Uncover the facts by breaking down almond sustainability myths related to:
- Water Use
When shopping for food and beverages, today’s consumers look beyond taste and nutrition – they value the sustainability of the brands they buy from and the ingredients that go into those products. Things like water use, pollinator and biodiversity health, and food waste are taken into consideration, and are influencing purchase decisions, with 85% of global shoppers shifting toward more sustainable products1.
However, with so much information available at the click of a button, it’s easy for misconceptions and myths to form surrounding the sustainability of California almond production. From water inefficiency to biodiversity, it’s important to navigate fact from fiction so customers can make purchase decisions that align with their values.
Let’s start busting two common almond sustainability myths:
Myth #1 – Almond Farming Is a Waste of Water
Myth #2 – Almond Orchards are Tough on Bees
Formulators aware of positive environmental impacts available from Blue Diamond Growers almond production can make more informed decisions when selecting ingredients. This allows them to bolster product claims and secure customers who actively choose products that align with their values. Using Blue Diamond almonds, formulators can develop enhanced offerings that meet a broad range of global demands surrounding sustainability, health and nutrition and more. Through our sustainable initiatives, Blue Diamond almond ingredients, including almond protein powder, almond butter, and almond flour, can help food brands on their journey to sustainably delicious innovation. Learn more about the environmental efforts of Blue Diamond Growers by checking out our 2022 Sustainability Report here.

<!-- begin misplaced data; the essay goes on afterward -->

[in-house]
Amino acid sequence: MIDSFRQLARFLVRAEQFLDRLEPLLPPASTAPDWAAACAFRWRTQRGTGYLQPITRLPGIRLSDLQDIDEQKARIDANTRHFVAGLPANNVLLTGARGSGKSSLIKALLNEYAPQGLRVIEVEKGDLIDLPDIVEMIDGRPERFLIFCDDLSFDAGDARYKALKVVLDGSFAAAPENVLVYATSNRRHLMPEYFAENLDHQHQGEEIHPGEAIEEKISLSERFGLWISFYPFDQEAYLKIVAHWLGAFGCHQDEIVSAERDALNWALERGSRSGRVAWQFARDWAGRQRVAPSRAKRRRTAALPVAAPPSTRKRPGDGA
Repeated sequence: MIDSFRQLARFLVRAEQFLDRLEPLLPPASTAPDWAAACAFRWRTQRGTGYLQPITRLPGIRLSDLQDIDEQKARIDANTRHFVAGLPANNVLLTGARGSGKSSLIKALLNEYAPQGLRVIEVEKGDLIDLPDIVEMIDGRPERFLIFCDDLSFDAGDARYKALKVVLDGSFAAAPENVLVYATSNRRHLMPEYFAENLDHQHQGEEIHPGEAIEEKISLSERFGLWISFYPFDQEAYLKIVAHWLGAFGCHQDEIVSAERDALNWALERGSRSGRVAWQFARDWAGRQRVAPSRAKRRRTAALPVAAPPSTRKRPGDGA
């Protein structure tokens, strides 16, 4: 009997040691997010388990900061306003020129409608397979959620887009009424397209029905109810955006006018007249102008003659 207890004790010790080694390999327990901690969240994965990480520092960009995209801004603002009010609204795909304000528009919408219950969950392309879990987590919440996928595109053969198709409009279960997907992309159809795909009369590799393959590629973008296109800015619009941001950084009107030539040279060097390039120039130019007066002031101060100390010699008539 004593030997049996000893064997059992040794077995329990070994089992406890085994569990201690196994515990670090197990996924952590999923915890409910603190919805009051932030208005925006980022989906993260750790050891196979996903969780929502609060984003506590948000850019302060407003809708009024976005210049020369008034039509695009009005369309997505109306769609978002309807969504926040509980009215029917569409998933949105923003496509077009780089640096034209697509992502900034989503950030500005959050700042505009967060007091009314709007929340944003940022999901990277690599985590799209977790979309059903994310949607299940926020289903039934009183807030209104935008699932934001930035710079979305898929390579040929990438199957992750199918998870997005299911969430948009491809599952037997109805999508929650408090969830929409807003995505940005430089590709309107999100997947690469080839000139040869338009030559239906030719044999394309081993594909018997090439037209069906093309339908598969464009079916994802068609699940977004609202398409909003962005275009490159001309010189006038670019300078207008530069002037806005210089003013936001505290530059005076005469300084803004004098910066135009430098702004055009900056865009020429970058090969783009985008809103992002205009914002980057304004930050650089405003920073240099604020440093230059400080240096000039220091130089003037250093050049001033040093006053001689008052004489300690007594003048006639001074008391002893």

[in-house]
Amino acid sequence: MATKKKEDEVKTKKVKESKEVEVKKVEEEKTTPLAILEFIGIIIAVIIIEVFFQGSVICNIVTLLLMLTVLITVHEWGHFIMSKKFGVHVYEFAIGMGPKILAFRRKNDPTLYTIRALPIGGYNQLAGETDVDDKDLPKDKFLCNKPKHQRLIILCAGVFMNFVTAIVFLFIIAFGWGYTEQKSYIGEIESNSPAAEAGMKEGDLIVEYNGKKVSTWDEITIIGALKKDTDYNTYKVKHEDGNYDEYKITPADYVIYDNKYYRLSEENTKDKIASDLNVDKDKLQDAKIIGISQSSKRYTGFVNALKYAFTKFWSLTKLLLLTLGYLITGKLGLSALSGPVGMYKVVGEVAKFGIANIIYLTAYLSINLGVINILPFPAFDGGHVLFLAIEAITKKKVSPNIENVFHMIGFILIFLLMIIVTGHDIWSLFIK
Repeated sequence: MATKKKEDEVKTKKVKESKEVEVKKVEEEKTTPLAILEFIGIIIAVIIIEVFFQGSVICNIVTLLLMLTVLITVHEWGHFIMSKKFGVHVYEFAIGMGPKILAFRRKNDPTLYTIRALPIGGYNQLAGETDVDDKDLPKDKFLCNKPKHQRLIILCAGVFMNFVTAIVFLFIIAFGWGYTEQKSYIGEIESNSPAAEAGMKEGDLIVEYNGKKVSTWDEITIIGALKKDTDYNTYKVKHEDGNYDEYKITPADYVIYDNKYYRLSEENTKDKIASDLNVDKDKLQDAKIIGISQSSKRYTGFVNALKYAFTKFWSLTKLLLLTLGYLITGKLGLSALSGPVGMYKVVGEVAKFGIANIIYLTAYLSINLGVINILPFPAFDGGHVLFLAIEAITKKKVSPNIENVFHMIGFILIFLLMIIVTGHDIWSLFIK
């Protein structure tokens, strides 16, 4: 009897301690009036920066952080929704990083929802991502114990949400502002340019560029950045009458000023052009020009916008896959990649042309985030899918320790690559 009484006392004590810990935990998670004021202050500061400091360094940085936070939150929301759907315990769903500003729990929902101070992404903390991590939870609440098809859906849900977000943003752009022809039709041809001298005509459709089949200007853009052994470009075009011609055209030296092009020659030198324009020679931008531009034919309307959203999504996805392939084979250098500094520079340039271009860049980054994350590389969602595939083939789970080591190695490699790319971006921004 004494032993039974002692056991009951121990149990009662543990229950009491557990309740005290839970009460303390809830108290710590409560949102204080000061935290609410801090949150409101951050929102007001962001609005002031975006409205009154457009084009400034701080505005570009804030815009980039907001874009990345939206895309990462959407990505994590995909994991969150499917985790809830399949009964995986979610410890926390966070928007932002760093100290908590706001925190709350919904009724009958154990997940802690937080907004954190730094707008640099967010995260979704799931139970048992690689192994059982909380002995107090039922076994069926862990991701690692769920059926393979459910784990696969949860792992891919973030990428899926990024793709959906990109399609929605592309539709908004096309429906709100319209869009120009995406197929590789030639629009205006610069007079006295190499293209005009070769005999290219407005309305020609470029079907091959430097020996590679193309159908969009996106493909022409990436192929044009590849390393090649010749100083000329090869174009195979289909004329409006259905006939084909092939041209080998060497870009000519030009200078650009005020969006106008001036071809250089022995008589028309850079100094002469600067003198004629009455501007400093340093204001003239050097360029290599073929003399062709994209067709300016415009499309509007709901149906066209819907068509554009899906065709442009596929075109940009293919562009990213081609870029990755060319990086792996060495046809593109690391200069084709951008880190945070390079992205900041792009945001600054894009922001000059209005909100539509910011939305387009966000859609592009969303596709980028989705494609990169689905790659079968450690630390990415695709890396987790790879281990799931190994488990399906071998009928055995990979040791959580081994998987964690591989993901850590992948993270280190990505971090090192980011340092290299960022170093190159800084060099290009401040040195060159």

Interested in learning how Blue Diamond almonds work with your sustainability commitments? Check out our Q&A article featuring expertise from Dr. Dan Sonke, Senior Director of Sustainability at Blue Diamond Global Ingredients Division here. If you’re hungry for more insights on what to expect from sustainable innovation, contact us or request a sample today.
1 “How Do Consumers Really Feel About Sustainability,” Food Industry Executive. 2022.
2 Ramesh Sagili. Department of Horticulture, Oregon State University.
3 Topitzhofer, et al. Assessment of Pollen Diversity Available to Honey Bees in Major Cropping Systems During Pollination in the Western United States. Journal of Economic Entomology. 2019.
4 Ramesh Sagili. Department of Horticulture, Oregon State University.
5 “Upcycled food launches leap as concerns around waste grow: report,” Food Dive. 2022.